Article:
Avicenna argues that the celestial spheres each have a soul, termed the motive soul, which is emanated by the first celestial intellect––a body of knowledge which knows itself. Despite outlining the powers of the motive soul, Avicenna does not formally investigate the psychology of the spheres nor their volition. Rather, he presents their volition as a mystery and leaves it to posterity to solve. In an attempt to resolve this mystery, I will argue that it is a direct result of Avicenna having purposefully written a repeated gap into his account of emanation such that there is no clear account of the generation of the material which composes the sphere of the heavens; after clarifying the account of emanation by demonstrating that the sphere has a direct connection to the emanating intellect, I will make the plausible argument that estimation has an intellectual volition insofar as it as it possesses a shared similarity with the practical intellect such that its volition is of the same species of volition: intellectual rather than psychological.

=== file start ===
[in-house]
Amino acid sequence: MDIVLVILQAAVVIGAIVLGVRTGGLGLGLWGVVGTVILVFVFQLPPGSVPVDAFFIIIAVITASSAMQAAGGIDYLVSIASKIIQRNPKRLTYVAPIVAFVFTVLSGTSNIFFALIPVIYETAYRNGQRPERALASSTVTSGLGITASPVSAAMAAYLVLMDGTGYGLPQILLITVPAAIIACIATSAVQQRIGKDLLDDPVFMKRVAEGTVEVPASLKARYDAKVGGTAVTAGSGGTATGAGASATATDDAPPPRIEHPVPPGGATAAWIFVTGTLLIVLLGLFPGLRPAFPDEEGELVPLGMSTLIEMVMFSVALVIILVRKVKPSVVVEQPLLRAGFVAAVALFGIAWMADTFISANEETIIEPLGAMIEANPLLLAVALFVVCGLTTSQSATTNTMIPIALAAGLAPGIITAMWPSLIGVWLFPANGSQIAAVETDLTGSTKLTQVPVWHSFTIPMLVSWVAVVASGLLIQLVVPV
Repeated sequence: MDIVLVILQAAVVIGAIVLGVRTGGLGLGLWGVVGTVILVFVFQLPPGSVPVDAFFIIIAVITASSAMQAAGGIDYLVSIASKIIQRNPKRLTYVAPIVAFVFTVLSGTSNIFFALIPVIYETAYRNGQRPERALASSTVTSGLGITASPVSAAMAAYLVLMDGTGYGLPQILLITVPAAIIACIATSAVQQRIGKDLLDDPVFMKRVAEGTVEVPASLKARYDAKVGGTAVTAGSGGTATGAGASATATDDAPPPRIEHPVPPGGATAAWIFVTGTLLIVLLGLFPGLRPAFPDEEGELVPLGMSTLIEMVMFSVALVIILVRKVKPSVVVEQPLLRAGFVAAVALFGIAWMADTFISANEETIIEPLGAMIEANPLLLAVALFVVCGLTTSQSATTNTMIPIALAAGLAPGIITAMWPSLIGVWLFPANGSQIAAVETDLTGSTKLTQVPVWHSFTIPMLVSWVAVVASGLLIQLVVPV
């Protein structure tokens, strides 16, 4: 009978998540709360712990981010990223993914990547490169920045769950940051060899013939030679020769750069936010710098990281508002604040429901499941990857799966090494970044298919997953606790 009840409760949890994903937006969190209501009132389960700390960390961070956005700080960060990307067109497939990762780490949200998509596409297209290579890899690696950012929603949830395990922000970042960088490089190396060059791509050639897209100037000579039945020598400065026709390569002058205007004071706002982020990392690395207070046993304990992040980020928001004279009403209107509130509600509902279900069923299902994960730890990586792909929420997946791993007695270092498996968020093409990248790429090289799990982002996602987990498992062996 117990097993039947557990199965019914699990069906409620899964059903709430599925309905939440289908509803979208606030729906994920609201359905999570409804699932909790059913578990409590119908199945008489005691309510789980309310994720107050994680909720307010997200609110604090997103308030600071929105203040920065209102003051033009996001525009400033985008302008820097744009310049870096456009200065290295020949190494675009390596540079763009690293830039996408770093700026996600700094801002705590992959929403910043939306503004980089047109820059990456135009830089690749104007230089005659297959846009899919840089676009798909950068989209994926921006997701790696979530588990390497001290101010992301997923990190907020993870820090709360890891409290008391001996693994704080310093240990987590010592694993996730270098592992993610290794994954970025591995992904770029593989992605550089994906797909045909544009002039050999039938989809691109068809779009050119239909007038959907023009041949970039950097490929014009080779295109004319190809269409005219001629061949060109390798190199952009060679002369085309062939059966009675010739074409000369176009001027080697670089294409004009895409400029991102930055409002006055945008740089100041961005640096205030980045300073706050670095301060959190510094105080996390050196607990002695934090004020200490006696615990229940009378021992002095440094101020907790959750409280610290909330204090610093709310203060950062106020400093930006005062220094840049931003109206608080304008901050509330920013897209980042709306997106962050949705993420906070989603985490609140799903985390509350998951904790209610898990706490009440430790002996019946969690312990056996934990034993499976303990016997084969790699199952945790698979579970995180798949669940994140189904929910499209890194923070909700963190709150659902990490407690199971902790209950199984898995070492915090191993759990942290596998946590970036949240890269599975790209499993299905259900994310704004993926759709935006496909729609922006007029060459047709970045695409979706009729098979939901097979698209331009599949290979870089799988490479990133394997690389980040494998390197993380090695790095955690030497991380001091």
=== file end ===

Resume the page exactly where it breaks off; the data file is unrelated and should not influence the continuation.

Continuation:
Bachelor of Arts (B.A.)
College of Arts and Humanities
Manere, Brian C., "Avicenna's Doctrine of Emanation and the Sphere of the Heavens" (2023). Honors Undergraduate Theses. 1380.